Hello, Health

10 ways to get enough calcium even if you can't stomach milk

Don't let lactose intolerance lead to the deficiency of the bone-building mineral in your body.

 |  Hello, Health  |  5-minute read |   24-08-2015
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Much as I love milk, have always loved it, I have had to structure my noshing minus this beverage ever since I developed lactose intolerance about 12 years ago. That's when I had to give up soul satisfying mango shakes, cold coffee so strong and frothy that it was a perfect wake-up-my-senses tool, yoghurt chilled to the core… and more such deliciousness. Even more importantly I had to devise ways to ensure enough calcium in my diet, which till then was easy enough (given my love for dairy). But then who says life (or diet) is easy!

First, what is lactose intolerance?

It is a person's inability to digest and absorb the lactose (a type of sugar) in milk. It usually starts suddenly, and at any age in most people, and apparently we (Indians) are quite prone to it. Some statistics show that about 70 per cent of south Indians and 30 per cent of north Indians are affected by the condition. Yes, that many of us cannot depend on dairy the easy way to score source of calcium, and may thus be susceptible to calcium deficiency.

But why do we need calcium?

I presume most of us already know that this mineral is the mainstay for our skeleton's health (our bones and teeth depend on it), but equally importantly it is also needed for proper functioning of literally every cell of our body, particularly nerves, blood, muscles and heart. Calcium by the way also regulates our heartbeat; yes, it's that important.

Scoring enough

Luckily it hasn't been much of a struggle for me to score enough calcium though, as I realised that there are enough other foods one can get enough calcium from. But a lot of people I know do end up missing out on this important mineral when they get lactose intolerant. That's why I decided to write this post.

So how do I get enough calcium (and you can too)?

1. Fortunately, I can tolerate small amounts of lactose, so yoghurt agrees with me and so one cup is a definite part of my daily diet. Everyone can self-test to find out what they can, cannot digest and then take a call accordingly. Most people can tolerate some yoghurt, so figure out what all you can digest. Cheese too usually has lesser lactose, so small amounts agree with many.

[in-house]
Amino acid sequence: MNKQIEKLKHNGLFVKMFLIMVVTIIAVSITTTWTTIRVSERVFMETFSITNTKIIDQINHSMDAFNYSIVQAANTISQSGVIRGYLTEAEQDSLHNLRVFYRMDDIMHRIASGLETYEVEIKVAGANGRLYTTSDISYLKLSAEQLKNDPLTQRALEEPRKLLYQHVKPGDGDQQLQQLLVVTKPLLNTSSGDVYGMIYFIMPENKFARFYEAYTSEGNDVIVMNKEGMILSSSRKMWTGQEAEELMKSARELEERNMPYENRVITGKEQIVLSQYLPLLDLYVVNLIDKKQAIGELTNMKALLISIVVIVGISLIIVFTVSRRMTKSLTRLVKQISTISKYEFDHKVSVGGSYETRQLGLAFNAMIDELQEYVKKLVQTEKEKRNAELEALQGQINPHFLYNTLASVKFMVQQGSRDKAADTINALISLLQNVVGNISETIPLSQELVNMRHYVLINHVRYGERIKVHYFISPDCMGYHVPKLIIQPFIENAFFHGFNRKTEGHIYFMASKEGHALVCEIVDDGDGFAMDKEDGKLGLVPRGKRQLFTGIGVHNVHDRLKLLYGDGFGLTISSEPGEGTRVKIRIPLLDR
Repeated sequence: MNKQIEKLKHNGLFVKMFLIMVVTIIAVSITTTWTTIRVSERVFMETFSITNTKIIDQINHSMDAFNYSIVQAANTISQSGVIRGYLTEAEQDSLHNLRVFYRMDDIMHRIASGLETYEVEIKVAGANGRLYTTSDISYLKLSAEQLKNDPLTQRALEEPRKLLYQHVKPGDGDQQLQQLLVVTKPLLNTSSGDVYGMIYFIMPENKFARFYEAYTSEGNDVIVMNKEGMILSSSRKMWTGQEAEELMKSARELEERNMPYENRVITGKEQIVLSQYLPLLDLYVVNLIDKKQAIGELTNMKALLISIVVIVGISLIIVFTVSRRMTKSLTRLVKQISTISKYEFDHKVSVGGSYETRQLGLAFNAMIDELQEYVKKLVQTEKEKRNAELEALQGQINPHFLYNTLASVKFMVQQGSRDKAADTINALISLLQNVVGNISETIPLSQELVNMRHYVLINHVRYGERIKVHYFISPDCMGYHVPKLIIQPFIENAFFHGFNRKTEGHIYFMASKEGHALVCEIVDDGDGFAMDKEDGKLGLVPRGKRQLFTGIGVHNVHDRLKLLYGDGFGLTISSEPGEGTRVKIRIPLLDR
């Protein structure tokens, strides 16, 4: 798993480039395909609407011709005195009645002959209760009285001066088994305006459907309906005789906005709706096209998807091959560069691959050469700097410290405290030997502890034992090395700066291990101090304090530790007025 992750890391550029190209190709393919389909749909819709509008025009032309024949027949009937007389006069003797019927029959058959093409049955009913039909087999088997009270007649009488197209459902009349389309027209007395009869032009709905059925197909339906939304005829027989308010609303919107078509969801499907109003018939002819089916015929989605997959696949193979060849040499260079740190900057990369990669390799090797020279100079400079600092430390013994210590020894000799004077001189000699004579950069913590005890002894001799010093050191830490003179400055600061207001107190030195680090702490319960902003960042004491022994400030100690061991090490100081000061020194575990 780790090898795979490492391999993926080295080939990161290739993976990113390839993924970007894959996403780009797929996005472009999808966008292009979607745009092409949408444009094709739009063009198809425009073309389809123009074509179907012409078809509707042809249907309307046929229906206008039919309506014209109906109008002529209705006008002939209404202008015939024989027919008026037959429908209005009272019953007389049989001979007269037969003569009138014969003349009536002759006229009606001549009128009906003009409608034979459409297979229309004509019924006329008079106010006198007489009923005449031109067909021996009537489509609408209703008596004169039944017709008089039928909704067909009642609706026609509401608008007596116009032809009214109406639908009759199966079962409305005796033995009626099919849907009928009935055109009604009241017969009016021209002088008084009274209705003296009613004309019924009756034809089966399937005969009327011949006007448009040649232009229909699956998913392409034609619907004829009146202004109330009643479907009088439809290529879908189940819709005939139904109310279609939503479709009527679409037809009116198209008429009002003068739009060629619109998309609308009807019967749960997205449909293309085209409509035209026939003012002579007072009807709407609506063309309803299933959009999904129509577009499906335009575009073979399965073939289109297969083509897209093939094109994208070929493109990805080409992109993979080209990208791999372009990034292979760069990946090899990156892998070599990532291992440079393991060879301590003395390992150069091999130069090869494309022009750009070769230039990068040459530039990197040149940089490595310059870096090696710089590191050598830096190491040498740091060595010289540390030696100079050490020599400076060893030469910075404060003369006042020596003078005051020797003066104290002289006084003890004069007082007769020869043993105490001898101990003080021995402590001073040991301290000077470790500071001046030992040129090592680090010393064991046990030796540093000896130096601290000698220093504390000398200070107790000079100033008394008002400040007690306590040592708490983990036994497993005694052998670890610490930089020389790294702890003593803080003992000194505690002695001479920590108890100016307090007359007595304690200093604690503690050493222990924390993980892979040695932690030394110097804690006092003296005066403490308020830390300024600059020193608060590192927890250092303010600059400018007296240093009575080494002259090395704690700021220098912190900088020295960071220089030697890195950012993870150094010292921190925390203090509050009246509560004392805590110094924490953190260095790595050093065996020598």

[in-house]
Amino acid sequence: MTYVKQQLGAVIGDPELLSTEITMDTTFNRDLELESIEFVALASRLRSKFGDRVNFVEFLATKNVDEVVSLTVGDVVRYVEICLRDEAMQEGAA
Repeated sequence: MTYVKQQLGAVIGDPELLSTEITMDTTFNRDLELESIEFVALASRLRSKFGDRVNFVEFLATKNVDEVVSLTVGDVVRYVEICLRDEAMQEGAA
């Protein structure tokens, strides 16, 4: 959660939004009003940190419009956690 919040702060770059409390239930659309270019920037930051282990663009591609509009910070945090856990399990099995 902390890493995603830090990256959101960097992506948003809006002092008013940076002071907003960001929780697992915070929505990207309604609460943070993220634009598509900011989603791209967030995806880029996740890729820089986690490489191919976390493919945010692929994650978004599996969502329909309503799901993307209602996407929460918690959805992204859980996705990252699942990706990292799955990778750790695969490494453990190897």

2. Then I keep my focus on green leafy vegetables - broccoli, cabbage and yes even okra. Surprised? This understated vegetable is a calcium powerhouse. Spinach though I don't depend on much for calcium as the absorption level is really low (only five per cent compared to say 40-70 per cent from bok choy). By the way leafy greens are high in vitamin K too, which again is good news for the bones.


3. I also eat two dried figs after both lunch and dinner. Why? One this chewy, sweet and sticky dry fruit serves as a perfect dessert, and I score good calcium. Another dessert I totally dig are small til (sesame) ladoos. These unassuming seeds are more than just a hamburger bun decoration - they are a brilliant source of calcium. If you don't have a sweet tooth, you can sprinkle some on to your salads, soups, or even add to your stir fry's. Flax seeds have decent calcium too.


4. I have also deliberately increased the consumption of dried herbs. Not only are they packed with flavour, but are surprisingly calcium dense, too. Thyme, oregano, basil… A tablespoon a day of any of these daily add on the much needed calcium. Just sprinkle on to salads, soups, meat dishes etc.


5. Seven soaked (better absorption of nutrients) almonds every day is a must too and if I feel snacky in the evening, I munch on a few more, as these delicious nuts are the easiest way to load up on calcium.


6. Have consciously developed a taste for tofu too. 'Coz this high protein source is a great source of calcium too. Plus it is incredibly versatile - takes on the flavour of whatever you cook it with. in fact now I always have some in stock; a good substitute to cottage cheese, which gives my stomach jitters.


7. Similarly soy milk has now become my alternative milk to add to my morning cereal, or to just gulp neat in the evening. There are some more alternatives available like almond milk, but I am happy with my soy milk.


8. Old traditional foods like millet and ragi and tapioca are back in my diet and I try and experiment with them to incorporate them as much as possible in my menus; all three are good sources.


9. And here's another secret: Whenever I go to a Japanese restaurant I OD on edamame - immature soybeans in the pod, which is loaded with calcium and make sure I have the seaweed soup. Similarly I definitely order bok choy in a Chinese restaurant. All these are great calcium suppliers.


10. Finally I focus on eating probiotic rich foods and fermented foods as these help the body digest foods better and assimilate more nutrients, including calcium.


There! I told you it is not difficult at all.


Kavita Devgan Kavita Devgan @kavitadevgan

The writer is a nutritionist, weight management consultant and health writer based in Delhi. She is the author of Don't Diet! 50 Habits of Thin People (Jaico) and Ultimate Grandmother Hacks: 50 Kickass Traditional Habits for a Fitter You (Rupa).

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